As Taunton points out, both the United States and Texas Constitutions guarantee the right of the people to be secure against unreasonable searches of their persons, houses, papers, and effects. See U.S. Const. amend. IV; Tex. Const.. art. I, § 9. As an exception to the general rule articulated by the Texas Court of Criminal Appeals in Guzman v. State,6 an issuing magistrate's decision to grant an application for a search warrant should be reviewed with a deferential standard of review. Swearingen v. State, 143 S.W.3d 808, 811 (Tex.Crim.App.2004). The deferential review “encourage[s] police officers to use the warrant process rather than making a warrantless search and later attempting to justify their actions by invoking some exception to the warrant requirement.” Rodriguez v. State, 232 S.W.3d 55, 59–60 (Tex.Crim.App.2007). Affidavits for arrest or search warrants should be interpreted in a “ ‘common sense and realistic manner,’ ” and once a magistrate has found probable cause, warrants should not thereafter be invalidated through a “hypertechnical” interpretation of their supporting affidavits. Illinois v. Gates, 462 U.S. 213, 236 (1983); Crider v. State, 352 S.W.3d 704, 707 (Tex.Crim.App.2011). We will sustain the issuance of the warrant if “the magistrate had a ‘substantial basis for ․ conclud[ing]’ that a search would uncover evidence of wrongdoing.” 7 Gates, 462 U.S. at 236 (quoting Jones v. United States, 362 U.S. 257, 271 (1960)); see Swearingen, 143 S.W.3d at 811.
Although we grant great deference to the determination of a magistrate issuing a warrant, we do not grant that same degree of deference to a reviewing trial court. A motion to suppress is normally reviewed based on a bifurcated standard which (1) grants deference to the trial court's determinations of historical facts that are based on an evaluation of credibility and (2) reviews de novo the trial court's application of the law. State v. McLain, 337 S.W.3d 268, 271 (Tex.Crim.App.2011). “However, when the trial court is determining probable cause to support the issuance of a search warrant, there are no credibility determinations, rather the trial court is constrained to the four corners of the affidavit.” Id. “Because probable cause to support the issuance of the warrant is determined from the ‘four corners' of the affidavit alone, there are no credibility choices to be made by the trial court,” and we review de novo the court's ruling. Burke v. State, 27 S.W.3d 651, 654 (Tex.App.—Waco 2000, pet. ref'd); see McKissick v. State, 209 S.W.3d 205, 211–12 (Tex.App.—Houston [1st Dist.] 2006, pet. ref'd); Elardo v. State, 163 S.W.3d 760, 765 (Tex.App.—Texarkana 2005, pet. ref'd).
To justify the issuance of a search warrant, the supporting affidavit must set forth facts sufficient to establish probable cause:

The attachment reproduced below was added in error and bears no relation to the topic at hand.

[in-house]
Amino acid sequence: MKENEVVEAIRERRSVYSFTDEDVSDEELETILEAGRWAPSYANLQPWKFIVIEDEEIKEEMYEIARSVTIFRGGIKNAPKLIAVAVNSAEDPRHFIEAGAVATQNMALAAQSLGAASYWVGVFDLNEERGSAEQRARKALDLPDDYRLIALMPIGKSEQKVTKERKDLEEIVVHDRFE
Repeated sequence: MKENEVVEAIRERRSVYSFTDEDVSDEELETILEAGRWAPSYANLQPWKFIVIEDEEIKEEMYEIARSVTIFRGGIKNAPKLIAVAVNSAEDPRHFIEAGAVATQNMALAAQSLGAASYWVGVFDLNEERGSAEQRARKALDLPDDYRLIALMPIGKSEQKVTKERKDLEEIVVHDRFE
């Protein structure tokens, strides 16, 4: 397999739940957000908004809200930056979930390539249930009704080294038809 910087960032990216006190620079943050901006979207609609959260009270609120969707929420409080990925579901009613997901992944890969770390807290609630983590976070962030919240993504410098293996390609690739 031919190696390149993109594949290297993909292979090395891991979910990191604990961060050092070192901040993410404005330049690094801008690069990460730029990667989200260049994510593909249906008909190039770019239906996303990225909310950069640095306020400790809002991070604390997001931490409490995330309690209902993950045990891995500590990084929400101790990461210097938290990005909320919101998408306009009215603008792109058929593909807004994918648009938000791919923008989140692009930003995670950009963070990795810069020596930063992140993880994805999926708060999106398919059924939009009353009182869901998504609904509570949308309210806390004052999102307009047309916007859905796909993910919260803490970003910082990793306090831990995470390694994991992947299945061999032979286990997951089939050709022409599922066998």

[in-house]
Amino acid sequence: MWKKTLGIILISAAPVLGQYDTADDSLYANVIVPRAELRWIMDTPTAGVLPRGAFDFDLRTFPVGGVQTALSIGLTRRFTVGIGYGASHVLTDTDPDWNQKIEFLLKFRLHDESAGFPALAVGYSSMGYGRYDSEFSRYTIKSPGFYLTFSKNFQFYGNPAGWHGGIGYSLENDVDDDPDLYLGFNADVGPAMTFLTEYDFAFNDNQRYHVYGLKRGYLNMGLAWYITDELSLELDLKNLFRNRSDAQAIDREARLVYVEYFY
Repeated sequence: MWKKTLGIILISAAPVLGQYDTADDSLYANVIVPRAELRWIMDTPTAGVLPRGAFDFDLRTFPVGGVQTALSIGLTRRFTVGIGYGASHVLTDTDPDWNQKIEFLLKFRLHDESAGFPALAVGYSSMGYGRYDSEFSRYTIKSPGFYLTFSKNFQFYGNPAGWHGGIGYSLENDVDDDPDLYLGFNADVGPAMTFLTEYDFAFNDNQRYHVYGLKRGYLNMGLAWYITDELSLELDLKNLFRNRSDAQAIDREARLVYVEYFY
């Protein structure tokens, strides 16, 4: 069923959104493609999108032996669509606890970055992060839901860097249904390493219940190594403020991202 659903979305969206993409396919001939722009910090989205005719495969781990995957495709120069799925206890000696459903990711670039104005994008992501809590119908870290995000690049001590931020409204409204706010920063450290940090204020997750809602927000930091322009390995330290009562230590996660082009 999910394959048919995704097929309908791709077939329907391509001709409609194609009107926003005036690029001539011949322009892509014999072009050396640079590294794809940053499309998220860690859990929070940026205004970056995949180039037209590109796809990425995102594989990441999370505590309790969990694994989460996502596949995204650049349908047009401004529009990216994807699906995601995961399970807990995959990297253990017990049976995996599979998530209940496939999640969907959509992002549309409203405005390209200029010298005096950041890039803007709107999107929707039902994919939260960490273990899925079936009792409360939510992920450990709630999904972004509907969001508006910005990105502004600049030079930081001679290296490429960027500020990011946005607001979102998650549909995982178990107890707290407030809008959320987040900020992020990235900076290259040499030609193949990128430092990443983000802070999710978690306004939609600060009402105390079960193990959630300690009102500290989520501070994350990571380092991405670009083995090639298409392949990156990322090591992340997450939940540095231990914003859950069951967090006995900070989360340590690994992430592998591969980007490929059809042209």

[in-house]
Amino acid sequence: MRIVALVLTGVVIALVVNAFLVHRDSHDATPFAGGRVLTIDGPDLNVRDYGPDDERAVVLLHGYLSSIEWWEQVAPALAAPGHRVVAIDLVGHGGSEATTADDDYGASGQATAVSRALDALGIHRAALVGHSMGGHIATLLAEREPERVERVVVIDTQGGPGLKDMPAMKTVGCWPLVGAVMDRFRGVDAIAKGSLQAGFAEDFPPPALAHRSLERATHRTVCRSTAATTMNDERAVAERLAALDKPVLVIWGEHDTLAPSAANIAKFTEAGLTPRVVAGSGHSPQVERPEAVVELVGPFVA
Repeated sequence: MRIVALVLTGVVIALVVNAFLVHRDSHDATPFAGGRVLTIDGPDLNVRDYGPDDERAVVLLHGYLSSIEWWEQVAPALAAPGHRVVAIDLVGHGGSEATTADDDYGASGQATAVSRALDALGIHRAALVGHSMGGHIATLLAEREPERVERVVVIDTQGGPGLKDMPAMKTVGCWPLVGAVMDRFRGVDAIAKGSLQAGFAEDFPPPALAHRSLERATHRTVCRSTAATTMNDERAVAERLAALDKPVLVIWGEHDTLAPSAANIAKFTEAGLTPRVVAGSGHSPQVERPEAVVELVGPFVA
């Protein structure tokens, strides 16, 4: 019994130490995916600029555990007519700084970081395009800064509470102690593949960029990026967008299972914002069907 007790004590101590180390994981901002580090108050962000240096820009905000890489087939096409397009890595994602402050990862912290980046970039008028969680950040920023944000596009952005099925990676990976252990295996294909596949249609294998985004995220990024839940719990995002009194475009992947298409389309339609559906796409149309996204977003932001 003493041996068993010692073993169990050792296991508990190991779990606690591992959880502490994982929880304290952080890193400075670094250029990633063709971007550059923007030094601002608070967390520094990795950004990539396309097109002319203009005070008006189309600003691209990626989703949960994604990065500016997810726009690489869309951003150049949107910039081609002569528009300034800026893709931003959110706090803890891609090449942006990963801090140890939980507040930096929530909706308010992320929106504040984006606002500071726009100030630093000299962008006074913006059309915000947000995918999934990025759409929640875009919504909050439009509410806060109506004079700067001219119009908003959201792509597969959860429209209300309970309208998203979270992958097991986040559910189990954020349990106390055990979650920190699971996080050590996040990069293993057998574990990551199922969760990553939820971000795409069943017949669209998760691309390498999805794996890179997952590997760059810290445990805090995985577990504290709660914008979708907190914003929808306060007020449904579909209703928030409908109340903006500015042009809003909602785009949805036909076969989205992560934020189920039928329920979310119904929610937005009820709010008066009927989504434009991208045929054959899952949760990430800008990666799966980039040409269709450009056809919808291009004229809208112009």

(1) that a specific offense has been committed, (2) that the specifically described property or items that are to be searched for or seized constitute evidence of that offense or evidence that a particular person committed that offense, and (3) that the property or items constituting evidence to be searched for or seized are located at or on the particular person, place, or thing to be searched.
Tex.Code Crim. Proc. Ann.. art. 18.01(c) (West 2015). The facts alleged in the affidavits “must be sufficient to justify a conclusion that the object of the search is probably on the premises at the time the warrant is issued.” State v. Delagarza, 158 S.W.3d 25, 26 (Tex.App.—Austin 2005, no pet.). The determination of the sufficiency of an arrest or search warrant is limited to the four corners of the affidavit. Crider, 352 S.W.3d at 710. “The issue is not whether there are other facts that could have, or even should have, been included in the affidavit; we focus on the combined logical force of facts that are in the affidavit, not those that are omitted from the affidavit.” Rodriguez, 232 S.W.3d at 62. As explained in Wise v. State,
The task of the issuing magistrate is simply to make a practical, common-sense decision whether, given all the circumstances set forth in the affidavit, including the “veracity” and “basis of knowledge” of persons supplying hearsay information, there is a fair probability that contraband or evidence of a crime will be found in a particular place.
Wise v. State, 223 S.W.3d 548, 556 (Tex.App.—Amarillo 2007, pet. ref'd).
The following allegations are taken from three affidavits submitted in support of the search warrants at issue in this case. In each of the affidavits, there are two affiants: John Cobb, a peace officer with the DeSoto Parish Sheriff's Office in Louisiana, and Ranger Oliver. On January 18, 2012, Oliver began investigating the complaints that Harold, Willie Sue, and Regina were murdered in Fannin County, Texas, and he obtained what he claimed in the affidavits was “overwhelming evidence and information that Thomas Taunton was the one who murdered them.” That same day, a justice of the peace in Texas issued a warrant for the arrest of Taunton on the charge of capital murder. The affidavits allege that the next day, January 19, 2012,